Father Brendan Buckler was installed as pastor of St. Elizabeth of the Hill Country Church in Boone and Church of the Epiphany Mission in Blowing Rock by Bishop Peter Jugis during a special bilingual mass Sept. 1.

Prior to his assignment in Boone, Buckler served as pastor of Mother of Mercy Church in Washington for four years. Originally from Atlanta, he was ordained a priest for the Diocese of Raleigh in 2011. Buckler moved to Western North Carolina to be closer to his father.

At the start of the installation Mass, Deacon Lee Levenson of St. Francis of Assisi Church in Jefferson read the official letter from Bishop Jugis appointing Buckler as pastor. At the altar and in front of the congregation, Buckler then made a public profession of faith and oath of fidelity to the church. Then he signed the official documents of his office, witnessed by Levenson and Michael Camilleri, a college seminarian for the Diocese of Charlotte and a parishioner of St. Elizabeth Church.

Jugis’ homily for the installation mass focused on the three areas of responsibility a pastor has to his parishioners: teaching, sanctifying and governing.

“There is so much to do (as a pastor),” he explained.

As the primary teacher at his parish, a pastor is in charge of overseeing all of the catechetical work of the parish, including faith formation classes, RCIA and any efforts to teach and explain the Catholic faith.

“The pastor is ultimately responsible for the proclamation of the word of God and the propagation of the faith,” the bishop noted.

A visible sign of this teaching office, he pointed out, is demonstrated during the installation mass when the pastor himself proclaims the gospel.

An equally important part of a pastor’s ministry is providing the sacraments to his parishioners, to sanctify them with God’s grace, he said. “The pastor’s mission is you — his mission is to make sure that you are sanctified and on the path to salvation.”

Parish governance is a third aspect of the pastor’s ministry — that is, knowing the people of the parish and sharing in their concerns and anxieties, the bishop said. A pastor is to make sure that the parish runs smoothly and that everyone is working together.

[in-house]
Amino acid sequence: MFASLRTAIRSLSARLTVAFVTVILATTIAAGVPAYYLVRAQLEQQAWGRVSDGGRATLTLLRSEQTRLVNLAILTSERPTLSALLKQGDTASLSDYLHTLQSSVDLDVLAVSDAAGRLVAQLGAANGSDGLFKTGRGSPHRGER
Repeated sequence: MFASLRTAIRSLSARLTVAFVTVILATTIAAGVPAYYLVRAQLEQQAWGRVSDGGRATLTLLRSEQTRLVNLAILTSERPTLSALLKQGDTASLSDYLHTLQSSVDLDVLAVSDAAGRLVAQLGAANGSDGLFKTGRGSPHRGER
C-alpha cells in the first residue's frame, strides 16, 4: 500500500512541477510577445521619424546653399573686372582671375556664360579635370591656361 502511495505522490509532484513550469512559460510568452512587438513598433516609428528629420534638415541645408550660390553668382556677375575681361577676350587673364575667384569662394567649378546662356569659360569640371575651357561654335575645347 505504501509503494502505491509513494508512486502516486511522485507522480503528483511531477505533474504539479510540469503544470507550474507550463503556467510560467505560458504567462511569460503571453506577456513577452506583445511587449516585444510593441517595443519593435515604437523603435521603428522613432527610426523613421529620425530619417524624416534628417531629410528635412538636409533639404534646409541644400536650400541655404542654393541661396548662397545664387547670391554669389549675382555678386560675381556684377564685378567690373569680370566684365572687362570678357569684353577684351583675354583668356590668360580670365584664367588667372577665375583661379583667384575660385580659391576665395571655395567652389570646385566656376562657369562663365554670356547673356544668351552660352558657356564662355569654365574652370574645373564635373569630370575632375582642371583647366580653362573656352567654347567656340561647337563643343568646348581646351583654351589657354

These three offices of a pastor, Jugis explained, ultimately derive from Jesus — Jesus, the teacher; Jesus, the sanctifier; and Jesus, the head of the church.

After the homily, Jugis showed Father Buckler the places around the church where he will exercise important aspects of his ministry. The bishop first pointed out the front door of the church, telling Buckler to keep it open at opportune times so that the faithful can worship and be in the presence of Jesus. The front door is also important, he said, as that is where Buckler is to greet parishioners to encourage them as they go out into the world.

The baptismal font, he also explained, is the place where the pastor will bring new souls into the kingdom of God through baptism. The confessional is important as that is where he will bring souls back to friendship with God by showing them the mercy of God. From the presider’s chair, he will lead the people of God in prayer and worship. Finally, the altar is the place where he will offer the sacrifice of the mass and bring the people of the parish to Jesus.

At the end of the mass, Buckler thanked the bishop for joining the parish for the special occasion and asked everyone to pray for the bishop.

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